Integral to his theorizing about personenvironment relationships was his commitment and approach to empirical research and, in particular, to experimentation. He pioneered the integration of laboratory and field research. Lewin created a science of studying group behavior that has persisted for more than half a century. He was a master of taking the most complex social phenomena and creating paradigms to study them in simple ways. Two of his research efforts, both conducted after he came to the United States, illustrate his theoretical methodological approach to the study of group processes and dynamics.
In the late 1930s, Lewin and his students conducted a series of studies to investigate the impact of different ways of organizing groups. Initially, his focus was to understand the impact of democratic versus authoritarian group leadership, operationalized in terms of whether the leader engaged the group in decision making or directed them without explanation; later, he studied what he called laissez-faire leadership, in which a group was allowed to function without direction from a leader. He studied the problem by conducting a series of experiments in which different leadership styles were tried with groups of young boys. He demonstrated that distinctive “group atmospheres” could be created with each leadership style. The democratic style was the most effective, and the authoritarian style yielded the most aggression among the boys.
In a later program of research, conducted during World War II, he studied ways to change food preferences to mitigate the impact of rationing and food shortages. It began as a study of food habits and “channels” of influence in decision making, and evolved into a series of studies of group decision making. Parallel to his studies of democratic and authoritarian leadership, his food habit studies experimentally compared lecturing and group discussion methods as approaches to changing behavior. Groups of women were exposed to different presentations and discussions of food preferences. He demonstrated that the way in which the group was engaged predicted behavior change. Active involvement in group discussion led to significantly more change in participants than did passive listening to a lecture.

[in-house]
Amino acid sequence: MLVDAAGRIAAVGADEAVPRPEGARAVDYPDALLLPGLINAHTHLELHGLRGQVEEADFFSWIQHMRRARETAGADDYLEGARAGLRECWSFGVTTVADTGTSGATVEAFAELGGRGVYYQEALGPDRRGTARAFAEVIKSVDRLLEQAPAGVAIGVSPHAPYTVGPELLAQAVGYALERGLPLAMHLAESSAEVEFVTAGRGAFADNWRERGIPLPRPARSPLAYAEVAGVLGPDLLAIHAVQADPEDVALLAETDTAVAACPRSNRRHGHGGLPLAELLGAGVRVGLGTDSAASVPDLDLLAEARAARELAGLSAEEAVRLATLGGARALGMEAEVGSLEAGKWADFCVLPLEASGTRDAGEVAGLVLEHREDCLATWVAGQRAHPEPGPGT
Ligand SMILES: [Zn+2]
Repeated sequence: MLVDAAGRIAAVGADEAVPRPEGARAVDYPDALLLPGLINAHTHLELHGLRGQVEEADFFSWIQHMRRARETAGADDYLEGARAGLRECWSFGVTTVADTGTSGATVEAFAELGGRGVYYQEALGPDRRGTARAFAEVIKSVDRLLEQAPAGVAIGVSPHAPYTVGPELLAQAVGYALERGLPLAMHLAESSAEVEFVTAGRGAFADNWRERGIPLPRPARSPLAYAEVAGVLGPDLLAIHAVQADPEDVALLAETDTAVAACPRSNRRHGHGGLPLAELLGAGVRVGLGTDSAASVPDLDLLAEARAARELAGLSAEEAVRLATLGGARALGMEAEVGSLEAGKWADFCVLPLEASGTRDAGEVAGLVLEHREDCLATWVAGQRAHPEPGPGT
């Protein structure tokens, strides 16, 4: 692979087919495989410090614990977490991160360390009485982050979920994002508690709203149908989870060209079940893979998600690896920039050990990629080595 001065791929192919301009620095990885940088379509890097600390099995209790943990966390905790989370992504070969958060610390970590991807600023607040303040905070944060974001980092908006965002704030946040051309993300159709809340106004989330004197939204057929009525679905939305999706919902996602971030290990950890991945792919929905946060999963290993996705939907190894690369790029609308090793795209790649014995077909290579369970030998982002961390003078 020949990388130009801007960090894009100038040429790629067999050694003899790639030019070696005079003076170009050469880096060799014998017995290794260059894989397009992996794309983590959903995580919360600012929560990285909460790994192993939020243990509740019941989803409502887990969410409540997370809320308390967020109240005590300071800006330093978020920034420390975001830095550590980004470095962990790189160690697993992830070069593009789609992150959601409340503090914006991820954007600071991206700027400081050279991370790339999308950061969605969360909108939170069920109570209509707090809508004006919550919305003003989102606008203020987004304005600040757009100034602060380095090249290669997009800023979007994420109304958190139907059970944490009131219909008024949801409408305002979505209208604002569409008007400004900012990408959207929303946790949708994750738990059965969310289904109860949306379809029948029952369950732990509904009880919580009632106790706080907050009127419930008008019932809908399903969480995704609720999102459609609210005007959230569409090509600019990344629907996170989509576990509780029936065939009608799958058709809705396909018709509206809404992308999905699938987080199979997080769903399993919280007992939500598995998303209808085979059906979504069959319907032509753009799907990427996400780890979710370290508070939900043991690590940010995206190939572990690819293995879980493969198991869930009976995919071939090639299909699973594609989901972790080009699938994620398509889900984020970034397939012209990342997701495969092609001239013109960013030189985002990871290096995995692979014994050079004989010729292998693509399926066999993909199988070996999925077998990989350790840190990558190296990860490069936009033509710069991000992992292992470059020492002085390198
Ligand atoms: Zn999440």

One of Lewin's lasting contributions was his development of action research. It was based on his view that social problems should be central to the concerns of psychologists and that, to understand a phenomenon, one had to try to change it. Through action research, he promoted the systematic study of social problems and their solution. He saw it as a spiral process of data collection, theorizing, and assessment. Action research was, for Lewin, rooted in principles of group dynamics. He proposed that change occurred by phases: unfreezing, moving, and refreezing. His goals, democratized by engaging researchers and practitioners, were to create knowledge, intervention principles, and support for those who carry out organizational and institutional change. One outcome of this work was the creation of the National Training Laboratory for Group Development (now known as the NTL Institute), dedicated to improving organizational effectiveness and the development of sensitivity training.
Lewin, through both his theoretical work and his approach to empirical studies of behavior, left a rich legacy. He changed our conception of individual behavior and identified how, while experiences may shape a person, the key to understanding behavior is to understand a person's life space how individuals perceive the world, and how changes in the environment affect their perceptions and behavior. The range of Lewin's work is extraordinary, in terms of both the issues he investigated and his efforts to integrate theory and method. When Kurt Lewin died in 1947, at the age of 57, he headed the MIT Center for Group Dynamics; after his death, the center moved to the University of Michigan. His students and research colleagues went on to become central figures in psychology and applied social science. His legacy is evident today, as it is difficult to view any topic in group processes and dynamics without seeing the influence of Lewinian thinking.
Action Research, Anti-Semitism, Culture, Group Performance, Group Problem Solving and Decision Making, Minority Groups in Society, Organizations, Research Methods and Issues, Sensitivity Training Groups